Top 10 Sensational Facts about Stirling Castle


 

Stirling Castle is one of the most important and iconic castles in Scotland. It sits atop Castle Hill, an intrusive crag, which forms part of the Stirling Sill geological formation.

1. It is surrounded by steep cliffs

Stirling Castle- Author; Andraszy- Wikimedia

Stirling Castle is surrounded on three sides by steep cliffs thus giving it a strong defensive position.

Its strategic location, guards what was, until the 1890s, the farthest downstream crossing of the River Forth,

This has made it an important fortification in the region from the earliest times.

2. Stirling Castle has buildings dating from 15th and 16th century

Author; Tbatb- Wikimedia

Most of the principal buildings of the sterling castle date from the fifteenth and sixteenth centuries.

A few structures still remain from the fourteenth century, while the outer defences fronting the town date from the early eighteenth century.

3. It was one of the most used royal residences

King Edward 1 trying to enter the castle- Source; British Library- Wikimedia

Before the union with England, Stirling Castle was one of the most used Scottish royal residences. It was used very much as a palace as well as a fortress.

Several Scottish Kings and Queens have been crowned at Stirling. This includes Mary, Queen of Scots, in 1542, and many others who were born or died there.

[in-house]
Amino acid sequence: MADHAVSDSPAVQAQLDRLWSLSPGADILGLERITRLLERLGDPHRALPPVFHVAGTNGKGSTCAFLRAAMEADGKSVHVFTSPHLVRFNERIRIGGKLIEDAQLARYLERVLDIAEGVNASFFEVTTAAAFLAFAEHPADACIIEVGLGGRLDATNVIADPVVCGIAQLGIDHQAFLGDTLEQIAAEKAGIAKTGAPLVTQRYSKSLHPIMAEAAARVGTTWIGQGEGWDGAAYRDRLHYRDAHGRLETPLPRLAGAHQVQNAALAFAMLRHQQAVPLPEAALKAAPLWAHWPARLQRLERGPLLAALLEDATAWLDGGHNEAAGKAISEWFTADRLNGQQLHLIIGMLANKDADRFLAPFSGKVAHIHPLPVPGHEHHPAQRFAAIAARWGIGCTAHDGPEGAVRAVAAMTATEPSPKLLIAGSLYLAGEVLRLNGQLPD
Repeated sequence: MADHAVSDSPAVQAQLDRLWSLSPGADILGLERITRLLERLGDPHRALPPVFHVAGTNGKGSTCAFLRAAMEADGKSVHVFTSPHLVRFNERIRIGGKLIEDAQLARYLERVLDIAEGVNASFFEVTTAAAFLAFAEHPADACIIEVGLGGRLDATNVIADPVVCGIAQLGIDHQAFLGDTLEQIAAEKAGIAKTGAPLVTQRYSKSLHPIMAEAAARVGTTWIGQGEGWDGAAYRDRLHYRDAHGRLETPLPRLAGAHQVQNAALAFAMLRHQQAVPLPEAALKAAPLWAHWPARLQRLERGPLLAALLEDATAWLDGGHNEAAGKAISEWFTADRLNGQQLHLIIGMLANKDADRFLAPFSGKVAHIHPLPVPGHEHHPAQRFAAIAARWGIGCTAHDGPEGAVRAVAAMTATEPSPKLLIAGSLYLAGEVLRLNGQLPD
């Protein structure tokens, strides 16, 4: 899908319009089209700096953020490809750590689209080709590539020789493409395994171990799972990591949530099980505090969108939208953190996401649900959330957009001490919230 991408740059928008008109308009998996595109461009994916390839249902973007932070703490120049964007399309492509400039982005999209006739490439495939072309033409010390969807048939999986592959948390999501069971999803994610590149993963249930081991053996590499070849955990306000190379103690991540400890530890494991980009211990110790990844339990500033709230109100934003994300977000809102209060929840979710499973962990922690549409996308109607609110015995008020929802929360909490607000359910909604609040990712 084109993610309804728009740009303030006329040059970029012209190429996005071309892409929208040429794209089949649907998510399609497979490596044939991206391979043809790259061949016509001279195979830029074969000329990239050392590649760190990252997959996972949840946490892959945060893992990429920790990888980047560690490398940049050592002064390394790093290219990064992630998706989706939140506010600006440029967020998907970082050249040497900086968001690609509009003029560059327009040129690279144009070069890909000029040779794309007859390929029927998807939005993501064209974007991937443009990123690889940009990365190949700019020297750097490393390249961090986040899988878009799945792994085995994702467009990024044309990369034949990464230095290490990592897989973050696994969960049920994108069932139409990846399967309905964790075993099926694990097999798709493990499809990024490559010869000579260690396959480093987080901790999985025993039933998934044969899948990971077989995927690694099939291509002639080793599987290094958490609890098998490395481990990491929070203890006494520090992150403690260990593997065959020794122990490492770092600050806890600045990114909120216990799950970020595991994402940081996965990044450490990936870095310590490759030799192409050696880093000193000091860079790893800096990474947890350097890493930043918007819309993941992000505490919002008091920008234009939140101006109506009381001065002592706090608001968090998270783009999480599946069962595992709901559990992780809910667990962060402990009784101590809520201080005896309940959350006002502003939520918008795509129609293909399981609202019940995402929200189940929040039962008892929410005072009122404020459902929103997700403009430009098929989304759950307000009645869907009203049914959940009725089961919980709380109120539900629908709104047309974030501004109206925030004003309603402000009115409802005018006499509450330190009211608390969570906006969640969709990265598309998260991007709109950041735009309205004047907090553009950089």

4. There have been a number of sieges at Stirling Castle

Author; Internet Archive Book Images- Wikimedia

Historically known, there have been at least eight sieges of Stirling Castle, This is inclusive of the Wars of Scottish Independence.

The last siege was in 1746, when Bonnie Prince Charlie tried to take the castle but was ultimately unsuccessful in his goal.

5. It is currently a tourist attraction

Image by Walkerssk from Pixabay

Stirling Castle is currently a tourist attraction being managed by Historic Environment Scotland. It is also a Scheduled Ancient Monument.

There is a lot to be discovered in the castle, and the highlight is the Great Hall, which has currently been restored to its 16th-century splendour.

The wooden structure of the roof of this hall is very impressive and one can easily imagine the Scottish monarchs hosting banquets here. That is why it remains to be a busy and popular tourist attraction.

6. Stirling Castle was once a military base

Military Base example- Photo by Marek Piwnicki on Unsplash

Up until 1964, Stirling Castle was a military base. Within the castle, one will find the Argyll and Sutherland Highlanders’ Regimental Museum.

This is an old fashioned museum, that tells a rich history and amazing stories about the regiment’s battles.

Additionally, the museum is spread out through several rooms that have different exhibitions about the regiment in the periods of the Crimean Wars, Boer Wars to WW1, WW2 to Korea, and more recent conflicts.

There are glass cases with exhibits of soldiers’ uniforms, personal items, weapons and medals.

7. The 8th Earl of Douglas was bloodily murdered at Stirling Castle